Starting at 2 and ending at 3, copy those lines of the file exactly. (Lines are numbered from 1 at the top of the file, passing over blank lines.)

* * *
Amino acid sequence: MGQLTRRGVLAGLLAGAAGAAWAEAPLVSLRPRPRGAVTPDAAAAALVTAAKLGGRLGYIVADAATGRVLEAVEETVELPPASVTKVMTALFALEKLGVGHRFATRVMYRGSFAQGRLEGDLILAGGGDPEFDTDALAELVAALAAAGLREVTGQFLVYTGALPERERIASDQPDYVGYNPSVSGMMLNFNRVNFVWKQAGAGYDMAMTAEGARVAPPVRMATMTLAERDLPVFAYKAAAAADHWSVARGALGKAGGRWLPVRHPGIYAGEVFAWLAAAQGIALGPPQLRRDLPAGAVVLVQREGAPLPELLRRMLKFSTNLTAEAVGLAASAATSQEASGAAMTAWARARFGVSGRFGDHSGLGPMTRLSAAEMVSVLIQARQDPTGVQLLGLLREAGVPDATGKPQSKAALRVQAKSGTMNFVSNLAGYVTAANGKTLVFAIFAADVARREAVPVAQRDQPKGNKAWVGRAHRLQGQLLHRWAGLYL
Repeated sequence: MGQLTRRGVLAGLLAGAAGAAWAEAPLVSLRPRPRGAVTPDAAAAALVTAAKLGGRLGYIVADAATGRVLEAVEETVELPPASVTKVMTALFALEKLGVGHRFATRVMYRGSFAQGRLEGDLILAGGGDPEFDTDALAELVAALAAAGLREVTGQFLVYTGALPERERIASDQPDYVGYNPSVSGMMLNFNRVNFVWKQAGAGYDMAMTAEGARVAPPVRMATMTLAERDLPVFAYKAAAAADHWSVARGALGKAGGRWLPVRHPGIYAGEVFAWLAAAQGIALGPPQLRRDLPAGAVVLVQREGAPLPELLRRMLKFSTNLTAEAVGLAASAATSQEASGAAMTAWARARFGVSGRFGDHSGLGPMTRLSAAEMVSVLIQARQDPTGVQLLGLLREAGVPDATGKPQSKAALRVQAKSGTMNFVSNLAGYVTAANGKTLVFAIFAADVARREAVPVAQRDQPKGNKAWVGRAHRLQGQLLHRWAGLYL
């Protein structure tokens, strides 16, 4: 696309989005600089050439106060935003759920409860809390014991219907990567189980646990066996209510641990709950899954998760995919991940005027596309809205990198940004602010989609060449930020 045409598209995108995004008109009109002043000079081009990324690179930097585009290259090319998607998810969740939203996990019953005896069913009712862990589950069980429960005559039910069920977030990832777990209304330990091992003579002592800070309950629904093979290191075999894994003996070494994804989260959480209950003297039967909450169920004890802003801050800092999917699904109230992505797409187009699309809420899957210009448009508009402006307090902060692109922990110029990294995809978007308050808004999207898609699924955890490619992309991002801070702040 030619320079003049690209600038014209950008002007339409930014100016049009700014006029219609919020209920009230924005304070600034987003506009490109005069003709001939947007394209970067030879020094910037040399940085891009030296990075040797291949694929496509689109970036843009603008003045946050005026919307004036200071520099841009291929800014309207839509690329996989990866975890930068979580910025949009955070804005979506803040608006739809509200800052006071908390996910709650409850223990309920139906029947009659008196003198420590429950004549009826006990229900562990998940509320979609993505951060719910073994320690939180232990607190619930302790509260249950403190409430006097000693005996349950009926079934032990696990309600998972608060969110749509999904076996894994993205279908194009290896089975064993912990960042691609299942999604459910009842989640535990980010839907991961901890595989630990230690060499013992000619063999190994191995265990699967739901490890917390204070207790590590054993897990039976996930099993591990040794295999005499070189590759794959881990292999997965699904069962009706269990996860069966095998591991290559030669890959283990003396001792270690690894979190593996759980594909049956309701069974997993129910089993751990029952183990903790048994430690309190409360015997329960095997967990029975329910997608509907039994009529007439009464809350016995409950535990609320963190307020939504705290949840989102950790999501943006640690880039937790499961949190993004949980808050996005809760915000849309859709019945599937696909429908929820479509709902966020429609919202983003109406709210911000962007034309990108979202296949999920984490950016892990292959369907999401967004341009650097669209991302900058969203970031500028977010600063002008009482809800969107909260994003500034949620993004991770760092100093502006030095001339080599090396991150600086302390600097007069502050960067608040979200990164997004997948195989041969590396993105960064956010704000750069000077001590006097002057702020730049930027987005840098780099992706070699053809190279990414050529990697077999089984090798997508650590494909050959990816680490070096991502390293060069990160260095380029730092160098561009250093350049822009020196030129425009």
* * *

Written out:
Repeated sequence: MGQLTRRGVLAGLLAGAAGAAWAEAPLVSLRPRPRGAVTPDAAAAALVTAAKLGGRLGYIVADAATGRVLEAVEETVELPPASVTKVMTALFALEKLGVGHRFATRVMYRGSFAQGRLEGDLILAGGGDPEFDTDALAELVAALAAAGLREVTGQFLVYTGALPERERIASDQPDYVGYNPSVSGMMLNFNRVNFVWKQAGAGYDMAMTAEGARVAPPVRMATMTLAERDLPVFAYKAAAAADHWSVARGALGKAGGRWLPVRHPGIYAGEVFAWLAAAQGIALGPPQLRRDLPAGAVVLVQREGAPLPELLRRMLKFSTNLTAEAVGLAASAATSQEASGAAMTAWARARFGVSGRFGDHSGLGPMTRLSAAEMVSVLIQARQDPTGVQLLGLLREAGVPDATGKPQSKAALRVQAKSGTMNFVSNLAGYVTAANGKTLVFAIFAADVARREAVPVAQRDQPKGNKAWVGRAHRLQGQLLHRWAGLYL
């Protein structure tokens, strides 16, 4: 696309989005600089050439106060935003759920409860809390014991219907990567189980646990066996209510641990709950899954998760995919991940005027596309809205990198940004602010989609060449930020 045409598209995108995004008109009109002043000079081009990324690179930097585009290259090319998607998810969740939203996990019953005896069913009712862990589950069980429960005559039910069920977030990832777990209304330990091992003579002592800070309950629904093979290191075999894994003996070494994804989260959480209950003297039967909450169920004890802003801050800092999917699904109230992505797409187009699309809420899957210009448009508009402006307090902060692109922990110029990294995809978007308050808004999207898609699924955890490619992309991002801070702040 030619320079003049690209600038014209950008002007339409930014100016049009700014006029219609919020209920009230924005304070600034987003506009490109005069003709001939947007394209970067030879020094910037040399940085891009030296990075040797291949694929496509689109970036843009603008003045946050005026919307004036200071520099841009291929800014309207839509690329996989990866975890930068979580910025949009955070804005979506803040608006739809509200800052006071908390996910709650409850223990309920139906029947009659008196003198420590429950004549009826006990229900562990998940509320979609993505951060719910073994320690939180232990607190619930302790509260249950403190409430006097000693005996349950009926079934032990696990309600998972608060969110749509999904076996894994993205279908194009290896089975064993912990960042691609299942999604459910009842989640535990980010839907991961901890595989630990230690060499013992000619063999190994191995265990699967739901490890917390204070207790590590054993897990039976996930099993591990040794295999005499070189590759794959881990292999997965699904069962009706269990996860069966095998591991290559030669890959283990003396001792270690690894979190593996759980594909049956309701069974997993129910089993751990029952183990903790048994430690309190409360015997329960095997967990029975329910997608509907039994009529007439009464809350016995409950535990609320963190307020939504705290949840989102950790999501943006640690880039937790499961949190993004949980808050996005809760915000849309859709019945599937696909429908929820479509709902966020429609919202983003109406709210911000962007034309990108979202296949999920984490950016892990292959369907999401967004341009650097669209991302900058969203970031500028977010600063002008009482809800969107909260994003500034949620993004991770760092100093502006030095001339080599090396991150600086302390600097007069502050960067608040979200990164997004997948195989041969590396993105960064956010704000750069000077001590006097002057702020730049930027987005840098780099992706070699053809190279990414050529990697077999089984090798997508650590494909050959990816680490070096991502390293060069990160260095380029730092160098561009250093350049822009020196030129425009």